We also have to be ready to find an organization locally like Food Link in Rochester and do the work to kind of get that contract signed between the health plan and your organization and make sure that it’s getting off the ground. These things always take longer than we’d like. So it was definitely early on in the company was a frustrating experience to have a few. Here’s this ten thousand ten thousand member target list. These people really need a food intervention. Let’s go. And then they would just spend six months sitting on it so we would love for them to be. And I think we see the industry getting a little bit more sophisticated here, but it goes a little slower than we’d like sometimes. Yeah, you’re like, here’s gold and do something with it, melt it into something useful. Yeah. And people are often excited about where in the organization you get to. People want to look good and they say this is a great thing. We have this opportunity, but it’s lower priority. So put it on the backlog. Maybe we’ll get to it next year. And now we’ve spent all this time identifying members, identifying need and not doing anything. And that’s just the reality of the industry where there’s just so much happening all at once. So how do we how do we keep moving is the real learning that we’ve had to figure out?

Saul Marquez:
Totally. And so you guys have been able to create partnerships with companies and organizations, local and national, that help with operationalizing the the insights and and the things that that you provided like this list, right?

Alex Trahey:
Yeah, absolutely. And sometimes that’s we think about how do we bring on national vendors so we can be prepared to bring transportation or food or even just financial support to anyone out of the box, but so much more often the local organizations are the ones that do the best work. And you look at companies like Healthify and Unite US that are doing kind of a network building. So they’re building a big tool and thinking about how do we get all of the local organizations organized in a referral platform around it. And those are really valuable pieces. So I think we’re excited to see the progress of that in the industry. We can bring a lighter weight interventions to go ready to go in a few days or a few weeks rather than a few months. But we do believe fundamentally that that’s that scale is necessary over the long term.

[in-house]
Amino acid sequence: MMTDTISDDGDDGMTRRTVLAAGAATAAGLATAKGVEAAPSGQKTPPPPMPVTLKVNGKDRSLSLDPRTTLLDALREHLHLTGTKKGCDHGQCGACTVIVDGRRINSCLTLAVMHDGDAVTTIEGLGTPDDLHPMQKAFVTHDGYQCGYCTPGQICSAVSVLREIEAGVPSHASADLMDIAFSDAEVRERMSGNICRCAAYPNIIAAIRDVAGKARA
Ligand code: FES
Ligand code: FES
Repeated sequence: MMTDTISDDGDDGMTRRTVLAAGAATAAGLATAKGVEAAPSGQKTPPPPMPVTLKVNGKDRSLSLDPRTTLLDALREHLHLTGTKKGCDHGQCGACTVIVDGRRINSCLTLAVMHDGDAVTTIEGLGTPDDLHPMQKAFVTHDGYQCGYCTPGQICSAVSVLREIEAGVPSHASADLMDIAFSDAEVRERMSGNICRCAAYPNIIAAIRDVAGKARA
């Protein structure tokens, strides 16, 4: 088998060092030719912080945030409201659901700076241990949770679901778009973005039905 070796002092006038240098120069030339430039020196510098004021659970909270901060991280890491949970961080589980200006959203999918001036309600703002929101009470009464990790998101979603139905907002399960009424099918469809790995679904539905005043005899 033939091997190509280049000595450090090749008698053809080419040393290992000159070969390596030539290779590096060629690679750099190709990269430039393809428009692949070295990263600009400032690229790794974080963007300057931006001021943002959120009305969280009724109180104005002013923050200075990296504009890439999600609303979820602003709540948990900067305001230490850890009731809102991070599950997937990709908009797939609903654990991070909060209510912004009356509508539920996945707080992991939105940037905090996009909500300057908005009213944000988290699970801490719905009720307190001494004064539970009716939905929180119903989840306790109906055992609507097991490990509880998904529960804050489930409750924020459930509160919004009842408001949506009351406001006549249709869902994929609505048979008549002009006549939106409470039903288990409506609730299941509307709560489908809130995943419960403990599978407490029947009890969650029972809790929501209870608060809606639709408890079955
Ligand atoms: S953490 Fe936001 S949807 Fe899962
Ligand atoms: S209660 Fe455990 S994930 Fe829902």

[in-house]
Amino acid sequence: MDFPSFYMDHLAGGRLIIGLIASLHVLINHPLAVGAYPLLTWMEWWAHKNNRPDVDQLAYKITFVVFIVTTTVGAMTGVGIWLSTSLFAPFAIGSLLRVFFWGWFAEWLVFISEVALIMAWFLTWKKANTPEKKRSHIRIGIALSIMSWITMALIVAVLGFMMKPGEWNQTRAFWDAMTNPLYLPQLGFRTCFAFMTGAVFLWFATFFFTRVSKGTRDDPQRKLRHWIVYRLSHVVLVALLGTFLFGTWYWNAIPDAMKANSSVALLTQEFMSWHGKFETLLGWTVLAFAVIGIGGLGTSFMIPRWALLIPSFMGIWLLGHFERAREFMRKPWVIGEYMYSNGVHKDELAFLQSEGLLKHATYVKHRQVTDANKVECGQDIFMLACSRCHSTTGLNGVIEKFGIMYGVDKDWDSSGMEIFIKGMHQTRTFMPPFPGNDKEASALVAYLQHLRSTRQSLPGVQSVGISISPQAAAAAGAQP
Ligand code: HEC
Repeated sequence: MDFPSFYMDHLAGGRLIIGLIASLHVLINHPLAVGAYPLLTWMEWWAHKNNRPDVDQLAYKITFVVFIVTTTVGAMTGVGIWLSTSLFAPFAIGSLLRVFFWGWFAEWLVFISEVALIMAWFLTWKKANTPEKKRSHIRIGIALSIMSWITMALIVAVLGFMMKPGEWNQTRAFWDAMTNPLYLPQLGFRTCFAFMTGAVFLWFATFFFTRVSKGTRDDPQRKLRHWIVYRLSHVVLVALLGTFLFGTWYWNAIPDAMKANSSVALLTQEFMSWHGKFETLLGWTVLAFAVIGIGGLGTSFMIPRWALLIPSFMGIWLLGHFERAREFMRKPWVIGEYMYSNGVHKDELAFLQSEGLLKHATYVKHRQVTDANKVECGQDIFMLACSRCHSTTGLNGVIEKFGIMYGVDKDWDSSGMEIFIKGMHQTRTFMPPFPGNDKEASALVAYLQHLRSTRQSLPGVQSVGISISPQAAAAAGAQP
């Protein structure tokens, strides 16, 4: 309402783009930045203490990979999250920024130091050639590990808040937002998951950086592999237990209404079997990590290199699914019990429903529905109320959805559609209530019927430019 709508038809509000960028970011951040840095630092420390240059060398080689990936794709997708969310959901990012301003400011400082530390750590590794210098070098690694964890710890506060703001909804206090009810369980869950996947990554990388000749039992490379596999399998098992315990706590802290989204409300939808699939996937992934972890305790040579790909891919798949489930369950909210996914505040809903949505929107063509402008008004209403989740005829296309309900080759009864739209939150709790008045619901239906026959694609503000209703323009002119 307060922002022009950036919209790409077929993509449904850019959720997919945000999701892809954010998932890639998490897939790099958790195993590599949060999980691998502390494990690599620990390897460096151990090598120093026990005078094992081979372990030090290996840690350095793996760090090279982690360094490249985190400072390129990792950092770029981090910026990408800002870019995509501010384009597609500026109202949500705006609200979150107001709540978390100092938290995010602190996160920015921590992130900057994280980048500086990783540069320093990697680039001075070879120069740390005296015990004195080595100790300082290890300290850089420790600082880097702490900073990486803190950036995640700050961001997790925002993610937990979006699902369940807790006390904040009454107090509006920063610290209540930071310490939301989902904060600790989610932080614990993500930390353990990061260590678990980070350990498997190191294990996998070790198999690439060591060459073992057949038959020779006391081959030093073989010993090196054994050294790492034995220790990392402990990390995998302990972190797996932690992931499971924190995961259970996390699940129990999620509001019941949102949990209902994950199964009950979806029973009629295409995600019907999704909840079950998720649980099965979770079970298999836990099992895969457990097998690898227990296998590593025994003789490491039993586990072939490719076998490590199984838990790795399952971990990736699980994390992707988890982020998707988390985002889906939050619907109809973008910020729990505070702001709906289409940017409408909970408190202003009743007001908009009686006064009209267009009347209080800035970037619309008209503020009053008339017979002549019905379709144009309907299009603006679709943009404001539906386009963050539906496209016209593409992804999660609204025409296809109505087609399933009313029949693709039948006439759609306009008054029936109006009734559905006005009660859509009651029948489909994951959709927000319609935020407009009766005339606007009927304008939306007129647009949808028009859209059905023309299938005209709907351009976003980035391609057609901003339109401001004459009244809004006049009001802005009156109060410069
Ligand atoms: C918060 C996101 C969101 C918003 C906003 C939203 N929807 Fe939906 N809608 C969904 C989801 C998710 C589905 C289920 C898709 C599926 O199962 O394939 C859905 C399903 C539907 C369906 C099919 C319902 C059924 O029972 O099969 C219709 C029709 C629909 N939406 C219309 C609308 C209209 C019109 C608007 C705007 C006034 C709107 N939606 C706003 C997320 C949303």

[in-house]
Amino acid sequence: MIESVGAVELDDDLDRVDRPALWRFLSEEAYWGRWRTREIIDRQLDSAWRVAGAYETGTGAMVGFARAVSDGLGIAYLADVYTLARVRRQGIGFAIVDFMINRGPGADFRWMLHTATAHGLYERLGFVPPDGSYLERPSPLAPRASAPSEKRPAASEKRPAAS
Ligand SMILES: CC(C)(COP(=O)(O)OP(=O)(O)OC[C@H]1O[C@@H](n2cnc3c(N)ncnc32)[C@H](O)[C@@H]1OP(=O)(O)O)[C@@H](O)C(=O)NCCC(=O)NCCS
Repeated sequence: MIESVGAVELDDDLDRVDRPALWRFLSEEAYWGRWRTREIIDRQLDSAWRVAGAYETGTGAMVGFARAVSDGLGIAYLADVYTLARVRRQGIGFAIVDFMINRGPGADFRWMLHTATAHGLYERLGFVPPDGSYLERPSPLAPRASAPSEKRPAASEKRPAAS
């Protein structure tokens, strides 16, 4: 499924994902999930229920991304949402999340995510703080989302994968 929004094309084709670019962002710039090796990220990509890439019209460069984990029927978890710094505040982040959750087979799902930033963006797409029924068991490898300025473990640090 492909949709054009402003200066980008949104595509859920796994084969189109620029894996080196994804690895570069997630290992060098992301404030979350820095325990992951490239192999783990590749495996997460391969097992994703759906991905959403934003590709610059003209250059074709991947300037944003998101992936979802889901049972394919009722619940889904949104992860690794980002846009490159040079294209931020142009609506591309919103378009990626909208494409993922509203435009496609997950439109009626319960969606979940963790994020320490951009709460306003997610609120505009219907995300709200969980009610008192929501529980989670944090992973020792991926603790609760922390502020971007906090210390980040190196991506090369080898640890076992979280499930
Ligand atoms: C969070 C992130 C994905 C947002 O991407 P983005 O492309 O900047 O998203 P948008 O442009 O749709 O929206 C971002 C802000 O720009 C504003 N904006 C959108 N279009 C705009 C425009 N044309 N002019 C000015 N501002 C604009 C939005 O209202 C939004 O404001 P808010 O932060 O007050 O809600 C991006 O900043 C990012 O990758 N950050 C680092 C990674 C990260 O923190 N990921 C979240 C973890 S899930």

Saul Marquez:
Yeah, that’s super interesting. And so are you guys looking for more folks to collaborate? Are you always open minded because there might be an organization listening that says, wow, maybe there’s something we could do to collaborate with you guys?

Alex Trahey:
Yeah, absolutely. I mean, we love to hear from people, especially in the food access space is one that we’ve we found a lot of local organizations in the Northeast that we’ve loved working with wholesome wave and speak to in particular, that we’ve enjoyed working with. But there are lots of people doing great things around housing that we’re interested in learning more about in the food space and the transportation space. That is the only thing we really ask is that you’re able to send individual data. There’s we can close a referral or just kind of know that someone has been provided a service. We’re thinking about how to connect that with the health plan or the ACO and make sure we can evaluate the intervention and know how do we facilitate finances there, too. So I would love for people to get in touch with me. You can look us up on AlgorexHealth.com and find me or really anyone. My colleague Erin Dynarski is a food systems expert and she brings a lot of that to how do we find partners and build a sustainable approach with them. And that’s really exciting work she’s doing. Another person you may want to reach out to, but it’s so if people are listening and want to get in touch, would love to talk to them about it.

Saul Marquez:
Love it. Thanks for that, Alex. And if you’re listening and something resonated with you today of the amazing work that Alex and team are doing at Algorex Health, by all means, we’ll leave links to how to get in touch with him in the show notes. So take advantage of the opportunity. It’s about doing don’t just think about it. Do it. What are you most excited about today, Alex?

Alex Trahey: